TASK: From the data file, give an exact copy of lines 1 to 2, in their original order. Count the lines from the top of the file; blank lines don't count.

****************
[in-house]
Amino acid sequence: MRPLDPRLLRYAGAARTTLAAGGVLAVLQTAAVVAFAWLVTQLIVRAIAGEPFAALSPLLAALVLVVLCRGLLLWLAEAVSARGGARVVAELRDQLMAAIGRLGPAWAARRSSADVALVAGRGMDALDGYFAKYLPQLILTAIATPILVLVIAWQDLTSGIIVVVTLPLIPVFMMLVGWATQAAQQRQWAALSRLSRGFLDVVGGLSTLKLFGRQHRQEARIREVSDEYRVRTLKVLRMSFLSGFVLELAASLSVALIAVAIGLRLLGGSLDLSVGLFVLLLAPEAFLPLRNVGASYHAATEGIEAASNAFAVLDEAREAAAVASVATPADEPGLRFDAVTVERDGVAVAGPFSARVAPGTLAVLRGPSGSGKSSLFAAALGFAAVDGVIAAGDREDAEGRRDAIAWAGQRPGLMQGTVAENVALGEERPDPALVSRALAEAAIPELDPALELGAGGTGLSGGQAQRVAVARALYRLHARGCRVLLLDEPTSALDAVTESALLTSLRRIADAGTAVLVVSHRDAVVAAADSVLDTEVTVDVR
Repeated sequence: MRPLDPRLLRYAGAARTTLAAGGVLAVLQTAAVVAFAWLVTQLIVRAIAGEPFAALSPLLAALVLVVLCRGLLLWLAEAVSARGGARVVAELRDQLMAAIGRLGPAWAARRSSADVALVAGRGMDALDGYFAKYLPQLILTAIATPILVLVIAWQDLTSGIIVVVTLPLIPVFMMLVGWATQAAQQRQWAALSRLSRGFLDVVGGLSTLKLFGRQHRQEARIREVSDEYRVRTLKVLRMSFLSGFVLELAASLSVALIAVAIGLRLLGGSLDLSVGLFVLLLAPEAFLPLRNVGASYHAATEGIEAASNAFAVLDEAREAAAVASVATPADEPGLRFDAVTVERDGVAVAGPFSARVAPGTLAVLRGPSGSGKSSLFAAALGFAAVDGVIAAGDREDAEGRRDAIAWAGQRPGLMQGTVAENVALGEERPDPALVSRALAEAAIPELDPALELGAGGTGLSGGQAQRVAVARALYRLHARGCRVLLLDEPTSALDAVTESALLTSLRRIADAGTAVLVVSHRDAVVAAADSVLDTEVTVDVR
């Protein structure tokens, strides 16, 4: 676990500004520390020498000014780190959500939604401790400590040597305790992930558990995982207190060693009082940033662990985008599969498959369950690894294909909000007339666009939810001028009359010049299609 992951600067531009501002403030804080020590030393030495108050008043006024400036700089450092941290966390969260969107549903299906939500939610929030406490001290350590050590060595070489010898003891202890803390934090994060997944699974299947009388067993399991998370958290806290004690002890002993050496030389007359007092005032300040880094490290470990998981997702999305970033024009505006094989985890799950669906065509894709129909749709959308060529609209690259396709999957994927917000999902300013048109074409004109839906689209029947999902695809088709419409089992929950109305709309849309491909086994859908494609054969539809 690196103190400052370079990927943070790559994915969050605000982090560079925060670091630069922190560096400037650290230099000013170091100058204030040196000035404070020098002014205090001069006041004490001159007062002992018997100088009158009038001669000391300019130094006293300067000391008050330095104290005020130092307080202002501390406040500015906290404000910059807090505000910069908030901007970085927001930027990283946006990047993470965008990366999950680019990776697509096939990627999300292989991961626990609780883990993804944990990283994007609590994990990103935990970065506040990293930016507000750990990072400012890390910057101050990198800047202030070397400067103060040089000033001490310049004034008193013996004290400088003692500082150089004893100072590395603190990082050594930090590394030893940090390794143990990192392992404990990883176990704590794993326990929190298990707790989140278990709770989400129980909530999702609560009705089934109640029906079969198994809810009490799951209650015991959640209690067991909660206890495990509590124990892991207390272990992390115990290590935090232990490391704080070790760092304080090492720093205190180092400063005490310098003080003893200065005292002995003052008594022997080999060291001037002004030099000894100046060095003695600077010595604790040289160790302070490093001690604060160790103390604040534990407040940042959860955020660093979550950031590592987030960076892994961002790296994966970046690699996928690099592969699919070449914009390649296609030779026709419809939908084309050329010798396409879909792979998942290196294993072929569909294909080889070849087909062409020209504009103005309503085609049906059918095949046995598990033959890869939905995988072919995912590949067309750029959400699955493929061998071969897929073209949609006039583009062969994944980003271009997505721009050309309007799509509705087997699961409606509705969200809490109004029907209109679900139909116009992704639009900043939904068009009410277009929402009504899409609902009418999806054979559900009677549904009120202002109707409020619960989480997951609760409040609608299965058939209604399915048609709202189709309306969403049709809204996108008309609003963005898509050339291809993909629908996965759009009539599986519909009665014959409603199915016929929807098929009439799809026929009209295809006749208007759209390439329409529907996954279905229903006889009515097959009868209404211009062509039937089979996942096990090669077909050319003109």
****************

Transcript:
[in-house]
Amino acid sequence: MRPLDPRLLRYAGAARTTLAAGGVLAVLQTAAVVAFAWLVTQLIVRAIAGEPFAALSPLLAALVLVVLCRGLLLWLAEAVSARGGARVVAELRDQLMAAIGRLGPAWAARRSSADVALVAGRGMDALDGYFAKYLPQLILTAIATPILVLVIAWQDLTSGIIVVVTLPLIPVFMMLVGWATQAAQQRQWAALSRLSRGFLDVVGGLSTLKLFGRQHRQEARIREVSDEYRVRTLKVLRMSFLSGFVLELAASLSVALIAVAIGLRLLGGSLDLSVGLFVLLLAPEAFLPLRNVGASYHAATEGIEAASNAFAVLDEAREAAAVASVATPADEPGLRFDAVTVERDGVAVAGPFSARVAPGTLAVLRGPSGSGKSSLFAAALGFAAVDGVIAAGDREDAEGRRDAIAWAGQRPGLMQGTVAENVALGEERPDPALVSRALAEAAIPELDPALELGAGGTGLSGGQAQRVAVARALYRLHARGCRVLLLDEPTSALDAVTESALLTSLRRIADAGTAVLVVSHRDAVVAAADSVLDTEVTVDVR